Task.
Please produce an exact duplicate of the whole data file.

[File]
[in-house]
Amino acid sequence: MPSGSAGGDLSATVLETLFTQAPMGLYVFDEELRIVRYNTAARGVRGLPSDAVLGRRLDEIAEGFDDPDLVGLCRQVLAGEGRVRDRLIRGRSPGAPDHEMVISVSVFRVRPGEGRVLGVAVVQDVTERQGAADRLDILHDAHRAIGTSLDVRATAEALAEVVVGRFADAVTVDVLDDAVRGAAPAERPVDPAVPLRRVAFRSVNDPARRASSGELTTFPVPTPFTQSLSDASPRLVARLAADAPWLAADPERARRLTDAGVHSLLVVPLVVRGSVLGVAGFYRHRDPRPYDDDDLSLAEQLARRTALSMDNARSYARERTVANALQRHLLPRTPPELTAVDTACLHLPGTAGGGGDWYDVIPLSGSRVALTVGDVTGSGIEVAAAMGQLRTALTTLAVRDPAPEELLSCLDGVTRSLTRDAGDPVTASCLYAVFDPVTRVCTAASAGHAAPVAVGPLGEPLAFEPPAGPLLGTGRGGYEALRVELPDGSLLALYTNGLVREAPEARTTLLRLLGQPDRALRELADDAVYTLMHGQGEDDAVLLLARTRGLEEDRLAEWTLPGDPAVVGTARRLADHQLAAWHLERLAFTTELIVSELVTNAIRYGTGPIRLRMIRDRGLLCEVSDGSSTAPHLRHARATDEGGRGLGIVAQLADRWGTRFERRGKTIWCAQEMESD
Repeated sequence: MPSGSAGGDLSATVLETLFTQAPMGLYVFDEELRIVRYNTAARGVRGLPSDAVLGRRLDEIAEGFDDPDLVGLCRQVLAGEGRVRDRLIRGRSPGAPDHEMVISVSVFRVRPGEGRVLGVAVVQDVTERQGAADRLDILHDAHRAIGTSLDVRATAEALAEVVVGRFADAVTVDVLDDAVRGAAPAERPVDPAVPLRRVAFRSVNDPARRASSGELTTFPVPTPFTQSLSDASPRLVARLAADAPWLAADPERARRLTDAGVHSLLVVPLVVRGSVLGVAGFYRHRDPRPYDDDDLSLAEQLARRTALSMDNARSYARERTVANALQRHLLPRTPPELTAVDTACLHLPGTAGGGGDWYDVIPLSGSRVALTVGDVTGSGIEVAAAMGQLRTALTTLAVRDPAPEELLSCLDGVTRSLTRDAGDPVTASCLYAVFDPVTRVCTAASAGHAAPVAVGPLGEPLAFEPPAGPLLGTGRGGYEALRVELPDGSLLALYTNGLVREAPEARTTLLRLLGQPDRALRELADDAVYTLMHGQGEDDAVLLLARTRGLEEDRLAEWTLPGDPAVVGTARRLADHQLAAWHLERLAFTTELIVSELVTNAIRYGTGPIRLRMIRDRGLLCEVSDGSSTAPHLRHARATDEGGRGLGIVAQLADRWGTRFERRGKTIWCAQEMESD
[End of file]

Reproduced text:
[in-house]
Amino acid sequence: MPSGSAGGDLSATVLETLFTQAPMGLYVFDEELRIVRYNTAARGVRGLPSDAVLGRRLDEIAEGFDDPDLVGLCRQVLAGEGRVRDRLIRGRSPGAPDHEMVISVSVFRVRPGEGRVLGVAVVQDVTERQGAADRLDILHDAHRAIGTSLDVRATAEALAEVVVGRFADAVTVDVLDDAVRGAAPAERPVDPAVPLRRVAFRSVNDPARRASSGELTTFPVPTPFTQSLSDASPRLVARLAADAPWLAADPERARRLTDAGVHSLLVVPLVVRGSVLGVAGFYRHRDPRPYDDDDLSLAEQLARRTALSMDNARSYARERTVANALQRHLLPRTPPELTAVDTACLHLPGTAGGGGDWYDVIPLSGSRVALTVGDVTGSGIEVAAAMGQLRTALTTLAVRDPAPEELLSCLDGVTRSLTRDAGDPVTASCLYAVFDPVTRVCTAASAGHAAPVAVGPLGEPLAFEPPAGPLLGTGRGGYEALRVELPDGSLLALYTNGLVREAPEARTTLLRLLGQPDRALRELADDAVYTLMHGQGEDDAVLLLARTRGLEEDRLAEWTLPGDPAVVGTARRLADHQLAAWHLERLAFTTELIVSELVTNAIRYGTGPIRLRMIRDRGLLCEVSDGSSTAPHLRHARATDEGGRGLGIVAQLADRWGTRFERRGKTIWCAQEMESD
Repeated sequence: MPSGSAGGDLSATVLETLFTQAPMGLYVFDEELRIVRYNTAARGVRGLPSDAVLGRRLDEIAEGFDDPDLVGLCRQVLAGEGRVRDRLIRGRSPGAPDHEMVISVSVFRVRPGEGRVLGVAVVQDVTERQGAADRLDILHDAHRAIGTSLDVRATAEALAEVVVGRFADAVTVDVLDDAVRGAAPAERPVDPAVPLRRVAFRSVNDPARRASSGELTTFPVPTPFTQSLSDASPRLVARLAADAPWLAADPERARRLTDAGVHSLLVVPLVVRGSVLGVAGFYRHRDPRPYDDDDLSLAEQLARRTALSMDNARSYARERTVANALQRHLLPRTPPELTAVDTACLHLPGTAGGGGDWYDVIPLSGSRVALTVGDVTGSGIEVAAAMGQLRTALTTLAVRDPAPEELLSCLDGVTRSLTRDAGDPVTASCLYAVFDPVTRVCTAASAGHAAPVAVGPLGEPLAFEPPAGPLLGTGRGGYEALRVELPDGSLLALYTNGLVREAPEARTTLLRLLGQPDRALRELADDAVYTLMHGQGEDDAVLLLARTRGLEEDRLAEWTLPGDPAVVGTARRLADHQLAAWHLERLAFTTELIVSELVTNAIRYGTGPIRLRMIRDRGLLCEVSDGSSTAPHLRHARATDEGGRGLGIVAQLADRWGTRFERRGKTIWCAQEMESD